Cesar Vargas filed an application to practice law Monday in New York, forcing the state to become at least the third to consider allowing undocumented immigrants into the legal profession.
As a potential beneficiary of the new federal policy allowing people brought illegally to the United States as children to apply for work authorization, Vargas has reason to hope.
"We're not asking for special benefits," Vargas told The Huffington Post. "I want them to look at my character and who I am, not my immigration status."
Brought to New York from Puebla, Mexico, at the age of 5, Vargas dreams of joining the military to serve in the Judge Advocate General's Corps. (Watch Vargas discuss his military dream in a 2010 press conference below.)
But upon graduating from City University of New York and passing the bar exam last year, he didn't immediately apply to practice law in the state. Instead, Vargas, who has pushed for the federal Dream Act, helped launch the consulting and advocacy firm DRM Capitol Group, which lobbies to pass the federal legislation and supports similar state-level initiatives.
Vargas said the Obama administration's decision this year to defer deportation for people who, like him, were brought to the United States illegally as children made him more optimistic about his chances of becoming a lawyer. The new federal policy allows those under age 31 who arrived in this country before age 16 to apply for work authorization. Vargas, 29, applied for deferred action two weeks ago and has a fingerprint appointment scheduled.
"What's the point of licensing someone if they can't even work?" Vargas said. "With deferred action, we're more hopeful."
He also comes armed with glowing letters of support from people in high places.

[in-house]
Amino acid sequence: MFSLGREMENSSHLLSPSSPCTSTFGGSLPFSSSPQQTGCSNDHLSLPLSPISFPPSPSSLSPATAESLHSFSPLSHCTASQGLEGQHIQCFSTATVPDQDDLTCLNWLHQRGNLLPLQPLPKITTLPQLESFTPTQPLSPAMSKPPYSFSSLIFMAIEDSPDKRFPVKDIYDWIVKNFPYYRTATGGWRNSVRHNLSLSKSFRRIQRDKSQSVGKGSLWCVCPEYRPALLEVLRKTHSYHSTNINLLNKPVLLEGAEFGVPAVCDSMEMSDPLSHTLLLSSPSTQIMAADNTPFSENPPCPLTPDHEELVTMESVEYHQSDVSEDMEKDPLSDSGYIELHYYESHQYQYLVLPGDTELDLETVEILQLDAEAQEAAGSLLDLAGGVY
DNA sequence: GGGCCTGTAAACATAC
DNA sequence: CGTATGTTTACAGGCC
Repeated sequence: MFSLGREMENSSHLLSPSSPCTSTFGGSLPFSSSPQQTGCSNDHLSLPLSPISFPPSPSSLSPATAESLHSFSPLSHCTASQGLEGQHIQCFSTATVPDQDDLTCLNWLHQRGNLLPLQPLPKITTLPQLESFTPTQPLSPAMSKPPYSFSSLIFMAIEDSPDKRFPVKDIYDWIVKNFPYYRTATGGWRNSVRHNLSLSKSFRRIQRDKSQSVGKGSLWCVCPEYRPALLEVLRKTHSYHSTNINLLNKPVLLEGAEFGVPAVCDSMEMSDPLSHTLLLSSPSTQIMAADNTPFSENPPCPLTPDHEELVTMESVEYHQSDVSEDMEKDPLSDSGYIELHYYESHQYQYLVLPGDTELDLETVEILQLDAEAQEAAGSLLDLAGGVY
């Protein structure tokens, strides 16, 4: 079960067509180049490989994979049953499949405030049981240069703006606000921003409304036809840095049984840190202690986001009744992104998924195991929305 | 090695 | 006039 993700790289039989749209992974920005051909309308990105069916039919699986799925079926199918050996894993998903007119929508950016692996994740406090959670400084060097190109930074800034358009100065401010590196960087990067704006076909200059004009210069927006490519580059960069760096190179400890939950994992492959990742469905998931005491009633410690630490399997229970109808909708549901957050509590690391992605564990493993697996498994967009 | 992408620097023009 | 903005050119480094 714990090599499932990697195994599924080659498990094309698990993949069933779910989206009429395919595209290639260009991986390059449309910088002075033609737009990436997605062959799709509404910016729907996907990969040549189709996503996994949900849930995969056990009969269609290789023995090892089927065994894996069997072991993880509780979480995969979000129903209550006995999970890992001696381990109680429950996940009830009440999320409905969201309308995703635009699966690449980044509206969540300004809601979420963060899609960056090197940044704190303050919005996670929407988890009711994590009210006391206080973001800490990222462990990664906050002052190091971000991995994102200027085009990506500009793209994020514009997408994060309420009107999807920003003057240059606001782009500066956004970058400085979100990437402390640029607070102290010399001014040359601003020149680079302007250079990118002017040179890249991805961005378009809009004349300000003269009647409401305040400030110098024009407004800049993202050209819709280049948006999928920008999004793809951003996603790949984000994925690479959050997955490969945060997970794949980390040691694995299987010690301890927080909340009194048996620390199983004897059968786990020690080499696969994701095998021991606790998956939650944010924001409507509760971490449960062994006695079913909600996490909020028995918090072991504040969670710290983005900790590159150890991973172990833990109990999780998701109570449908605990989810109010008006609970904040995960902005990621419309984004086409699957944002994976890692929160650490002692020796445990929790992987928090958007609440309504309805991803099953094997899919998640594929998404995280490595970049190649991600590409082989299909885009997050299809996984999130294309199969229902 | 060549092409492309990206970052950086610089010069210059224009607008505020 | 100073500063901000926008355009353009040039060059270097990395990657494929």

"I thought so much of his work ethic that I asked Cesar to be my teaching assistant for my Criminal Law class during his second year at CUNY Law," wrote Michelle Anderson, the dean of the law school. "It is worth noting that there is no prohibition in New York law against a specific category of persons becoming members of the Bar. The Appellate Division should not develop such an unprecedented exclusion."
Another letter, signed by members of Congress including Reps. Nydia Velazquez (D-N.Y.) and Raul Grijalva (D-Ariz.), takes a more general approach:
To deny undocumented students the opportunity to become doctors or lawyers or to practice another profession is to deny the State of New York and our nation the benefits of an educated, talented and tax-paying workforce.
Undocumented immigrants in at least two other states have applied to practice law.
Jose Godinez-Samperio's case is pending before the Florida Supreme Court. The justices appeared to view his request for admission to the bar with skepticism at a hearing earlier this month, according to the Associated Press, but were considering delaying their decision to see if Godinez-Samperio, 25, secured work authorization under the federal deferred action policy. Godinez-Samperio had filed his bar application before President Barack Obama announced the new policy.
The California Supreme Court is looking at a similar case in Sergio Garcia's request for admission to the bar. Although the state bar association has recommended allowing him to practice law, the court is weighing whether his license would conflict with federal laws that prohibit knowingly contracting with undocumented workers and that bar states from providing "public benefits" to undocumented immigrants. At 35, Garcia is too old to qualify for deferred deportation, but could work as an independent contractor, the California State Bar said in a court filing.